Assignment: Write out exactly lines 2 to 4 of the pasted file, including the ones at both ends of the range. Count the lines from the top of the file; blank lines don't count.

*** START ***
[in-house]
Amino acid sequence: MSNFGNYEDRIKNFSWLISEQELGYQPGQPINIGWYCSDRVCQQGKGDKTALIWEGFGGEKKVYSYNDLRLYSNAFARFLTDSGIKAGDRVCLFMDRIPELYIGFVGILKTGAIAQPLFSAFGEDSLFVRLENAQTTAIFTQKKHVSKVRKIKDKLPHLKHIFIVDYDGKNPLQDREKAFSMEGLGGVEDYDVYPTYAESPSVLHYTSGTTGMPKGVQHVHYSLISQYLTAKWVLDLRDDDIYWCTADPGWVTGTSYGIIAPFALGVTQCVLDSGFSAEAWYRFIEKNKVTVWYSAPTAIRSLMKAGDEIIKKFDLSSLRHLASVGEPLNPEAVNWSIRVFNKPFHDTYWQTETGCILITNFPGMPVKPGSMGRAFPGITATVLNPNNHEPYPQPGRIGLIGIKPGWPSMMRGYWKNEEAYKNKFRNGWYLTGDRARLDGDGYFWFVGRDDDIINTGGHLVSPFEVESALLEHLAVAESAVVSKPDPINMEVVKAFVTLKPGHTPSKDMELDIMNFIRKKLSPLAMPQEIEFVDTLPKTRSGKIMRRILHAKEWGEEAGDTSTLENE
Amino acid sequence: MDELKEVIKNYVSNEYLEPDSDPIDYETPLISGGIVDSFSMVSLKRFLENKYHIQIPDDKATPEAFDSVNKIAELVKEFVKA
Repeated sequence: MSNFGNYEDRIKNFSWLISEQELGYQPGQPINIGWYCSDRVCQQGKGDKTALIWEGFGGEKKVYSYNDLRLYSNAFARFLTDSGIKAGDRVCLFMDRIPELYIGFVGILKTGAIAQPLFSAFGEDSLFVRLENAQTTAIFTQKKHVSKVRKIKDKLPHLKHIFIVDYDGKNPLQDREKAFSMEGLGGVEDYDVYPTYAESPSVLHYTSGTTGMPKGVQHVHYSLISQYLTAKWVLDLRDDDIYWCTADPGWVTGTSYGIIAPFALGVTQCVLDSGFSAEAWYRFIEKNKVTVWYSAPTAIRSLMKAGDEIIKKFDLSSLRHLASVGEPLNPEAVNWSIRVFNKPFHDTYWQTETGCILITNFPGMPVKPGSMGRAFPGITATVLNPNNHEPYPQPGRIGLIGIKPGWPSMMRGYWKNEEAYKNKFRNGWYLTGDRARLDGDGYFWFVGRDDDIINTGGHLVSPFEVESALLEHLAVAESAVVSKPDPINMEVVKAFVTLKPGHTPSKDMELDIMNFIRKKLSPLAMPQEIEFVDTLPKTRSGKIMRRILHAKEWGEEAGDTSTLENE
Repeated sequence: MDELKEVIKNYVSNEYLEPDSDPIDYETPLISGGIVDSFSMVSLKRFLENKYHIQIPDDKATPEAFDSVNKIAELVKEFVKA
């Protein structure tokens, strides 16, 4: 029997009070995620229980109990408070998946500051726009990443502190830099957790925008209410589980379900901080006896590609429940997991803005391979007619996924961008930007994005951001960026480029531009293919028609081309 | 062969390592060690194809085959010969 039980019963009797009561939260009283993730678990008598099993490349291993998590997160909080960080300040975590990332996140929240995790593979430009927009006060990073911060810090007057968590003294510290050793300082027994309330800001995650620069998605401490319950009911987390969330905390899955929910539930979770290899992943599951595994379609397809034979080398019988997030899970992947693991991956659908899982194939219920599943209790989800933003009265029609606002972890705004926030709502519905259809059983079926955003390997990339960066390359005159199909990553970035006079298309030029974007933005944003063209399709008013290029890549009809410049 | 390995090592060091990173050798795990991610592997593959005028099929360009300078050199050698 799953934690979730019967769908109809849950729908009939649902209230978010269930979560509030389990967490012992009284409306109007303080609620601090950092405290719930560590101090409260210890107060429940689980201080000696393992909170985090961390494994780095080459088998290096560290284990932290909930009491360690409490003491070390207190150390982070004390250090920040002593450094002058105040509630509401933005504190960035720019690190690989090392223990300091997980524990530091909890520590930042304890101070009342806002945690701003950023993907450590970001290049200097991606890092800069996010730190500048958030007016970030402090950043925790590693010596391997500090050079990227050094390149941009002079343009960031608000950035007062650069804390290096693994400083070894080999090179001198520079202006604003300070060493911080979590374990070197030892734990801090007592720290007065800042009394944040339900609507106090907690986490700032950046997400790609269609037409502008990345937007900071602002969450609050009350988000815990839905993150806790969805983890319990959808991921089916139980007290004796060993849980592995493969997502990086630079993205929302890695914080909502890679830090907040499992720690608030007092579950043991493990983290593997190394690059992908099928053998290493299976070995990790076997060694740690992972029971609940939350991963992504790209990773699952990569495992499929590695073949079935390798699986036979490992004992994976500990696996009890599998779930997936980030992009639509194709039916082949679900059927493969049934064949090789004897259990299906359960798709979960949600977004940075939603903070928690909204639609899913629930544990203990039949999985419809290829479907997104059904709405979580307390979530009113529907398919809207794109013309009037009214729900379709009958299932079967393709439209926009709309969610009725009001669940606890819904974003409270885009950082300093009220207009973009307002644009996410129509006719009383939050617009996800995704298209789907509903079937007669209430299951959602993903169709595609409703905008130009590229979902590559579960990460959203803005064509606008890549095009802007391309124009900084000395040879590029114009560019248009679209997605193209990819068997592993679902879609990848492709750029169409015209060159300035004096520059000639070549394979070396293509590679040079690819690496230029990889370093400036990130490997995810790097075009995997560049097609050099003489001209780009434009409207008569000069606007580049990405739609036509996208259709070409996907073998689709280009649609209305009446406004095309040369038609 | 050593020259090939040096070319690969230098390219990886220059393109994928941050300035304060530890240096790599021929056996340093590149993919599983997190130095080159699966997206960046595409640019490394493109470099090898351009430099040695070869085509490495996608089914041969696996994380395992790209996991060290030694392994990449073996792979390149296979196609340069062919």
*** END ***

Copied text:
Amino acid sequence: MSNFGNYEDRIKNFSWLISEQELGYQPGQPINIGWYCSDRVCQQGKGDKTALIWEGFGGEKKVYSYNDLRLYSNAFARFLTDSGIKAGDRVCLFMDRIPELYIGFVGILKTGAIAQPLFSAFGEDSLFVRLENAQTTAIFTQKKHVSKVRKIKDKLPHLKHIFIVDYDGKNPLQDREKAFSMEGLGGVEDYDVYPTYAESPSVLHYTSGTTGMPKGVQHVHYSLISQYLTAKWVLDLRDDDIYWCTADPGWVTGTSYGIIAPFALGVTQCVLDSGFSAEAWYRFIEKNKVTVWYSAPTAIRSLMKAGDEIIKKFDLSSLRHLASVGEPLNPEAVNWSIRVFNKPFHDTYWQTETGCILITNFPGMPVKPGSMGRAFPGITATVLNPNNHEPYPQPGRIGLIGIKPGWPSMMRGYWKNEEAYKNKFRNGWYLTGDRARLDGDGYFWFVGRDDDIINTGGHLVSPFEVESALLEHLAVAESAVVSKPDPINMEVVKAFVTLKPGHTPSKDMELDIMNFIRKKLSPLAMPQEIEFVDTLPKTRSGKIMRRILHAKEWGEEAGDTSTLENE
Amino acid sequence: MDELKEVIKNYVSNEYLEPDSDPIDYETPLISGGIVDSFSMVSLKRFLENKYHIQIPDDKATPEAFDSVNKIAELVKEFVKA
Repeated sequence: MSNFGNYEDRIKNFSWLISEQELGYQPGQPINIGWYCSDRVCQQGKGDKTALIWEGFGGEKKVYSYNDLRLYSNAFARFLTDSGIKAGDRVCLFMDRIPELYIGFVGILKTGAIAQPLFSAFGEDSLFVRLENAQTTAIFTQKKHVSKVRKIKDKLPHLKHIFIVDYDGKNPLQDREKAFSMEGLGGVEDYDVYPTYAESPSVLHYTSGTTGMPKGVQHVHYSLISQYLTAKWVLDLRDDDIYWCTADPGWVTGTSYGIIAPFALGVTQCVLDSGFSAEAWYRFIEKNKVTVWYSAPTAIRSLMKAGDEIIKKFDLSSLRHLASVGEPLNPEAVNWSIRVFNKPFHDTYWQTETGCILITNFPGMPVKPGSMGRAFPGITATVLNPNNHEPYPQPGRIGLIGIKPGWPSMMRGYWKNEEAYKNKFRNGWYLTGDRARLDGDGYFWFVGRDDDIINTGGHLVSPFEVESALLEHLAVAESAVVSKPDPINMEVVKAFVTLKPGHTPSKDMELDIMNFIRKKLSPLAMPQEIEFVDTLPKTRSGKIMRRILHAKEWGEEAGDTSTLENE